Management 101

Over the years I have trained and coached dozens of managers and supervisors on how to more effectively motivate, develop and manage employees within their area of responsibility. Some find it easier than others. More managers than I would like dislike the prospect of having to deal with employees on a daily basis. The sad fact is that all companies have managers who have this mindset and it shows. It shows in lower employee engagement. It shows in poor employee performance. It shows in higher turnover. It shows when too many key managers and executives try every day to make sure they don’t get blamed for things that go wrong or try to make sure they get credit for things that go right. Prior to starting my business in 1992, I worked in corporate America. I went to work every day with the mindset that I wanted to do the best job I could and help the company be successful. If there was something that needed to get done, I never had the “that is not my job” mentality. That is not the way I was raised by my self-employed father. In many cases, my work ethic was seen by my peers and supervisors as some sort of hidden agenda. It was discouraging to work with so many professionals (loosely used term) who were always maneuvering for some sort of angle to move ahead.

I am still a firm believer that for a company to be successful on all fronts, all employees need to have the mantra that every action at work should be directed toward personal, company and peer success. It means getting out of the “what is in it for me” thought process. I don’t see this as an unrealistic organization utopia. I firmly believe a culture and work environment can be created with this philosophy.

Too many managers see their job as the boss, or more accurately, to boss people around to make sure the job gets done. When I conduct basic management training I state that the job of a manager is to provide all the tools and resources available to help the employees under their responsibility to be successful. I then ask a simple question….”what would your job look like if none of your daily tasks were geared toward making sure people were doing the job for which they were hired?” Some of the managers in these sessions confidently claim that is the environment they manage. That is great. The majority, unfortunately, comment that the answer to my question is unrealistic. These managers either don’t understand how to bring out the best in their employees or they have given up. The following short list is what I feel is the basic underpinning of all effective management.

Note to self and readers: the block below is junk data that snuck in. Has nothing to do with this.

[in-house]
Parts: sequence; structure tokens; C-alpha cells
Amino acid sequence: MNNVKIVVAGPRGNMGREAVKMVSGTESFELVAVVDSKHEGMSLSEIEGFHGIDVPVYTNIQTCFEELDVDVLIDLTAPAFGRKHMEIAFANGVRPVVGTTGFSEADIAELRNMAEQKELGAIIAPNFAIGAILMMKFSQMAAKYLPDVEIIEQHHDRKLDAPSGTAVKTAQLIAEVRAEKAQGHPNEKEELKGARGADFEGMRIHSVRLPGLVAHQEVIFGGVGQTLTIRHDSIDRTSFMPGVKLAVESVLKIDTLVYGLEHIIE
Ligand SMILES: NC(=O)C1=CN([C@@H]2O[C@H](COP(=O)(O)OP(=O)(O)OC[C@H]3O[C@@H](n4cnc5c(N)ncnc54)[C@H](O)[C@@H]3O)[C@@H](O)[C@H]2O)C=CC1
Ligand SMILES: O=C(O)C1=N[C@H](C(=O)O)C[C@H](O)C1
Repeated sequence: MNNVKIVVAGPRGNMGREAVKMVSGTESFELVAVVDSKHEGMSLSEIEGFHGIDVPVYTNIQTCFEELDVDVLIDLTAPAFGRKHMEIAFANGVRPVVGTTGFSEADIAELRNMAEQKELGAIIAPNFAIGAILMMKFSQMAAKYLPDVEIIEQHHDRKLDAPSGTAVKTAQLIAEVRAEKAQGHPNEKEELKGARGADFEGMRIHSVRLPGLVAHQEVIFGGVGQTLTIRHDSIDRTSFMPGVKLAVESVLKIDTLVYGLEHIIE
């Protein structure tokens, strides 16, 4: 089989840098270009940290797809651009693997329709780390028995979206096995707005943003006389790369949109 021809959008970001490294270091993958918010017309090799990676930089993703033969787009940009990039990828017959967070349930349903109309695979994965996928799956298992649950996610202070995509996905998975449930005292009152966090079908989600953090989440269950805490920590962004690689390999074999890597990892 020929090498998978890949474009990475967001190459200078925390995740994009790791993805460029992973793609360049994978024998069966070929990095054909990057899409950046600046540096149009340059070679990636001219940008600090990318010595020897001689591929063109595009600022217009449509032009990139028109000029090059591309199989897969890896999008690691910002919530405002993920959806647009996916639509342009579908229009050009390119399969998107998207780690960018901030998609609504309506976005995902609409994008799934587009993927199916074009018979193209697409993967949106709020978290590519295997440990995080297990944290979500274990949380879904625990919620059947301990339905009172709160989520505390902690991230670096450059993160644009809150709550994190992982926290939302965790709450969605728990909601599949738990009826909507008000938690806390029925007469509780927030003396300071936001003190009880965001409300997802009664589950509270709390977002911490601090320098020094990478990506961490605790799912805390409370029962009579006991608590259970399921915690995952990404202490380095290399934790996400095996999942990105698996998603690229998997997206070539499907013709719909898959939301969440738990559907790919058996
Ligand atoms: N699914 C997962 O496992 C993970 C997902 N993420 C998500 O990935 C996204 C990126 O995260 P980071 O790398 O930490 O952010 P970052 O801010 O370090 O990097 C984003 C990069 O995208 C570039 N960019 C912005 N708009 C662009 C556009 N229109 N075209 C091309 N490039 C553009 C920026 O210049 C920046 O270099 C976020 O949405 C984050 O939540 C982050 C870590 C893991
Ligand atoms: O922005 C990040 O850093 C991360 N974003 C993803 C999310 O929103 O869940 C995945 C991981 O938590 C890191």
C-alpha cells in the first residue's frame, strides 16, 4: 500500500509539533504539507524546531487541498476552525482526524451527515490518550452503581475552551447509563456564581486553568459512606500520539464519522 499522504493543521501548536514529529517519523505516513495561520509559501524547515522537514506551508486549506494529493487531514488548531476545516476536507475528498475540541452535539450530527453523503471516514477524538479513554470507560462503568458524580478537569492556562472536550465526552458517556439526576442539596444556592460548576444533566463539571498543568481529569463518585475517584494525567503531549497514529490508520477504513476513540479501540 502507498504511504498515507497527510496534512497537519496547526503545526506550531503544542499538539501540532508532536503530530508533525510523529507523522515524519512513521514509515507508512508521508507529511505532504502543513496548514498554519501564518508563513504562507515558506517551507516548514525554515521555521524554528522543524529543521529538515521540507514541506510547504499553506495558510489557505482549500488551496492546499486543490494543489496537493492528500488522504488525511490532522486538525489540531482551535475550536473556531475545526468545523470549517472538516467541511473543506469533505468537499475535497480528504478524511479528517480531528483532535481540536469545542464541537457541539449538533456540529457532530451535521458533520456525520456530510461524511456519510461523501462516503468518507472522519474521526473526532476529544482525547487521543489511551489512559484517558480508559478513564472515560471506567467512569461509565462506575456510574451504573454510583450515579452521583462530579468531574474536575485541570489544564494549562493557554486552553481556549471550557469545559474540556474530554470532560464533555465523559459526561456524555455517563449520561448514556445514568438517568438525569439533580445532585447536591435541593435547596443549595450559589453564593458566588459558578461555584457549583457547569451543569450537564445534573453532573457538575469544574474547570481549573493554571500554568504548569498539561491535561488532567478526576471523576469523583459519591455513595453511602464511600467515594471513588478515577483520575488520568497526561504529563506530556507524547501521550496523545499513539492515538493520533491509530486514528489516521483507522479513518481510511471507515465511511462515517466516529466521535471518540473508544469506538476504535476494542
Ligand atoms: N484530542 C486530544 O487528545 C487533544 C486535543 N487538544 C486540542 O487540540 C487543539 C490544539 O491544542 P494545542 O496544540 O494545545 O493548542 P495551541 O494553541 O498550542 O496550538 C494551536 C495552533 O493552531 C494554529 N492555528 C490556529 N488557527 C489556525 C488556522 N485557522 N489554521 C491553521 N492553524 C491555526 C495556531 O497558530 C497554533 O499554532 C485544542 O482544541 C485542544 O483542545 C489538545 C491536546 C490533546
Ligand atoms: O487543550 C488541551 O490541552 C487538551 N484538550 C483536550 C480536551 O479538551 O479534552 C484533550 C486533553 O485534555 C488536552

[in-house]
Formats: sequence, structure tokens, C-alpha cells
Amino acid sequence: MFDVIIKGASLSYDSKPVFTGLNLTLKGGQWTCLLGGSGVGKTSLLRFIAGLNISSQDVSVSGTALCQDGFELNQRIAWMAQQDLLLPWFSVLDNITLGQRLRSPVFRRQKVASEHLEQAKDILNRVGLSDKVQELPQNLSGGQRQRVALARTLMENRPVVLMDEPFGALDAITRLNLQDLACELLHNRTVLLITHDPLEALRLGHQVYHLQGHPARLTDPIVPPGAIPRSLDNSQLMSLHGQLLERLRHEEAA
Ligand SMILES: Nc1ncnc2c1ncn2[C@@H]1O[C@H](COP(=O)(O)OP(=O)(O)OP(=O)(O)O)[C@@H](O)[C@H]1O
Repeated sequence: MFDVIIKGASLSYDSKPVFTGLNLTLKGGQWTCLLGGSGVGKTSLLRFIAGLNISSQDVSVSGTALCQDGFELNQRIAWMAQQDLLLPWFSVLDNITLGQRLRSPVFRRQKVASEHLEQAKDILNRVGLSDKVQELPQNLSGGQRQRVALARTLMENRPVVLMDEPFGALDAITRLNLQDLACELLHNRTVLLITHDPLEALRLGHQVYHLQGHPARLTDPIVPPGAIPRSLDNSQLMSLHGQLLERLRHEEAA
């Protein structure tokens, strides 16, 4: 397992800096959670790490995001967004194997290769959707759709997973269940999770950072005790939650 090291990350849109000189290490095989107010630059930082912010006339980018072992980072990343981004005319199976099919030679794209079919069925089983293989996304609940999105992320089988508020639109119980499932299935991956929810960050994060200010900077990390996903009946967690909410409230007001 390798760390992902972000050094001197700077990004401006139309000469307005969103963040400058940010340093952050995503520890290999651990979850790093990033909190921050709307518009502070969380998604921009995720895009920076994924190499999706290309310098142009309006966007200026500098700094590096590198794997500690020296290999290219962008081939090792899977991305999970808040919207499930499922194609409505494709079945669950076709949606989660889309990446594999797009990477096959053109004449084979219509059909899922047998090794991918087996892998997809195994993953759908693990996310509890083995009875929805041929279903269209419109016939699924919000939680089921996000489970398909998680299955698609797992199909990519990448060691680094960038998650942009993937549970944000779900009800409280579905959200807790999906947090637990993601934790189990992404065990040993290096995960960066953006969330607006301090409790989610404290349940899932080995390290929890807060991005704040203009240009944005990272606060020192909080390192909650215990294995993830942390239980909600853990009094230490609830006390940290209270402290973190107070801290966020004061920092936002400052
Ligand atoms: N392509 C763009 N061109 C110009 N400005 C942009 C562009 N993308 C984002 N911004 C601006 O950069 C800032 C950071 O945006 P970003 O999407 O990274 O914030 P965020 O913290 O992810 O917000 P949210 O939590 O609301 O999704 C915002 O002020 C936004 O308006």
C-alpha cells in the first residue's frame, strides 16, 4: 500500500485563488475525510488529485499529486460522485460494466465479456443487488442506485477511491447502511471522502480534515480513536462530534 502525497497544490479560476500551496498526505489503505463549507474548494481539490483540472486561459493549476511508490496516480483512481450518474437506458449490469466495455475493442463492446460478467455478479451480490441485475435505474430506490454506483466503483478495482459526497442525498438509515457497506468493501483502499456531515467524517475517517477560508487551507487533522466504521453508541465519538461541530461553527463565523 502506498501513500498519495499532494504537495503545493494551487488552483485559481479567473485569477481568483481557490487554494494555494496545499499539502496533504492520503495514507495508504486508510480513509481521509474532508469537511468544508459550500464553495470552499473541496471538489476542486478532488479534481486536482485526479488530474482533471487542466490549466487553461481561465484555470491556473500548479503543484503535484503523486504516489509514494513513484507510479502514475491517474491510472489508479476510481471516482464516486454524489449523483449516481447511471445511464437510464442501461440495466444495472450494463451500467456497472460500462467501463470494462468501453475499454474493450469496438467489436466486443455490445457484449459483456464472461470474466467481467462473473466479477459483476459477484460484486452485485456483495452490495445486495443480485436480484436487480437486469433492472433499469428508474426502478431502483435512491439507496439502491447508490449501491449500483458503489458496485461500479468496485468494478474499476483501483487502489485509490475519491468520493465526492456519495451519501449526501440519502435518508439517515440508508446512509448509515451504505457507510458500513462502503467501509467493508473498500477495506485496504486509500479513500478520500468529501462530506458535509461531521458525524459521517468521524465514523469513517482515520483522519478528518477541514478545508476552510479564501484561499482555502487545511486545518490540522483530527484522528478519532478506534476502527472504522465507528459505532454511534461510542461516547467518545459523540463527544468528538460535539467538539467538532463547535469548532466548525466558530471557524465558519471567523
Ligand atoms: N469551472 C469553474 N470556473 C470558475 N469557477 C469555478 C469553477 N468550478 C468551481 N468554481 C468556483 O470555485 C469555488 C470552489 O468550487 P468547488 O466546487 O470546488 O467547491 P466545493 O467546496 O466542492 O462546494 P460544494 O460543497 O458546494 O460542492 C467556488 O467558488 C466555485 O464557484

1. Clearly and concisely communicate the expectations of the job. Of course, this step should have taken place during the initial onboarding when an employee is hired or during orientation when an employee assumes a new role.
  2. Provide positive ongoing and consistent feedback on performance versus expectations. Additional training or redirection might be needed if performance does not match expectations.
  3. If performance is not meeting expectations after redirection or additional training, begin a progressive discipline process that is focused on the performance, not the person.
  4. If after reasonable time performance does not meet the expectations, then the employee has to move to a position that fits his or her skills or the employee has to be separated from the company. In ALL cases in step 4, it should NEVER be a surprise.

Notice that my stance on creating an active, engaged, motivated and highly performing team does include termination. It is not something I like to do, but is a necessary action when the hiring process was not effective and someone was hired that was not a fit. These basis steps have many activities that take place within the work setting, but, from my perspective, communicating expectations, providing constant feedback on performance versus expectations and taking appropriate action to improve performance are the necessary ingredients for an engaged and high performing workforce.

As always, I welcome feedback from others who have techniques that have generated positive results with employee performance.

Yours for success,

Richard Davis, SPHR
McClain Group, LLC


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